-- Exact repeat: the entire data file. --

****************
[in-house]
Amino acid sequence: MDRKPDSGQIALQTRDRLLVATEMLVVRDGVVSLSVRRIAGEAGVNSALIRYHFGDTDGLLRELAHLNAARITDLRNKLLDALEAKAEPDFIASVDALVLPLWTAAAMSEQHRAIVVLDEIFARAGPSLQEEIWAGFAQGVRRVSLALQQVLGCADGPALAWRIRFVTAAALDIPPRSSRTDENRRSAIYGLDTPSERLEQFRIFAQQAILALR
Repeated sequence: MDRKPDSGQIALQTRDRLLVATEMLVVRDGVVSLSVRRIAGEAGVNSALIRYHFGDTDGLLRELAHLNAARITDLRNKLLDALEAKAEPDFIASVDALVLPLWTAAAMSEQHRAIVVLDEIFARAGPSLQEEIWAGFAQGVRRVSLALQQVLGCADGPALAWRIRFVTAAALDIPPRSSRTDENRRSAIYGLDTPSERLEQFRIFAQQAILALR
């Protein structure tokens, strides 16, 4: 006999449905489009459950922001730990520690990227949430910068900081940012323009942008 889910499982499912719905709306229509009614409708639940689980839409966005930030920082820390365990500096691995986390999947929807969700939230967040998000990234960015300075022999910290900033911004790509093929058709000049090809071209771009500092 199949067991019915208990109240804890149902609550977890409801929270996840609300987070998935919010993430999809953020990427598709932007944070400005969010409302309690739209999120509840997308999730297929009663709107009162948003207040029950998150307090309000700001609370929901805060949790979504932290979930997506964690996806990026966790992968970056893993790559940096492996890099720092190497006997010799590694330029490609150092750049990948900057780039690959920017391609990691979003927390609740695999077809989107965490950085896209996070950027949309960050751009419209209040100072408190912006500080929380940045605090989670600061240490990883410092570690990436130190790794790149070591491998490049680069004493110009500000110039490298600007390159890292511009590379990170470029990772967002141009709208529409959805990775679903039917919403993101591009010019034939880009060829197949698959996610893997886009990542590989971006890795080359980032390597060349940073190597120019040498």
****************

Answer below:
[in-house]
Amino acid sequence: MDRKPDSGQIALQTRDRLLVATEMLVVRDGVVSLSVRRIAGEAGVNSALIRYHFGDTDGLLRELAHLNAARITDLRNKLLDALEAKAEPDFIASVDALVLPLWTAAAMSEQHRAIVVLDEIFARAGPSLQEEIWAGFAQGVRRVSLALQQVLGCADGPALAWRIRFVTAAALDIPPRSSRTDENRRSAIYGLDTPSERLEQFRIFAQQAILALR
Repeated sequence: MDRKPDSGQIALQTRDRLLVATEMLVVRDGVVSLSVRRIAGEAGVNSALIRYHFGDTDGLLRELAHLNAARITDLRNKLLDALEAKAEPDFIASVDALVLPLWTAAAMSEQHRAIVVLDEIFARAGPSLQEEIWAGFAQGVRRVSLALQQVLGCADGPALAWRIRFVTAAALDIPPRSSRTDENRRSAIYGLDTPSERLEQFRIFAQQAILALR
């Protein structure tokens, strides 16, 4: 006999449905489009459950922001730990520690990227949430910068900081940012323009942008 889910499982499912719905709306229509009614409708639940689980839409966005930030920082820390365990500096691995986390999947929807969700939230967040998000990234960015300075022999910290900033911004790509093929058709000049090809071209771009500092 199949067991019915208990109240804890149902609550977890409801929270996840609300987070998935919010993430999809953020990427598709932007944070400005969010409302309690739209999120509840997308999730297929009663709107009162948003207040029950998150307090309000700001609370929901805060949790979504932290979930997506964690996806990026966790992968970056893993790559940096492996890099720092190497006997010799590694330029490609150092750049990948900057780039690959920017391609990691979003927390609740695999077809989107965490950085896209996070950027949309960050751009419209209040100072408190912006500080929380940045605090989670600061240490990883410092570690990436130190790794790149070591491998490049680069004493110009500000110039490298600007390159890292511009590379990170470029990772967002141009709208529409959805990775679903039917919403993101591009010019034939880009060829197949698959996610893997886009990542590989971006890795080359980032390597060349940073190597120019040498």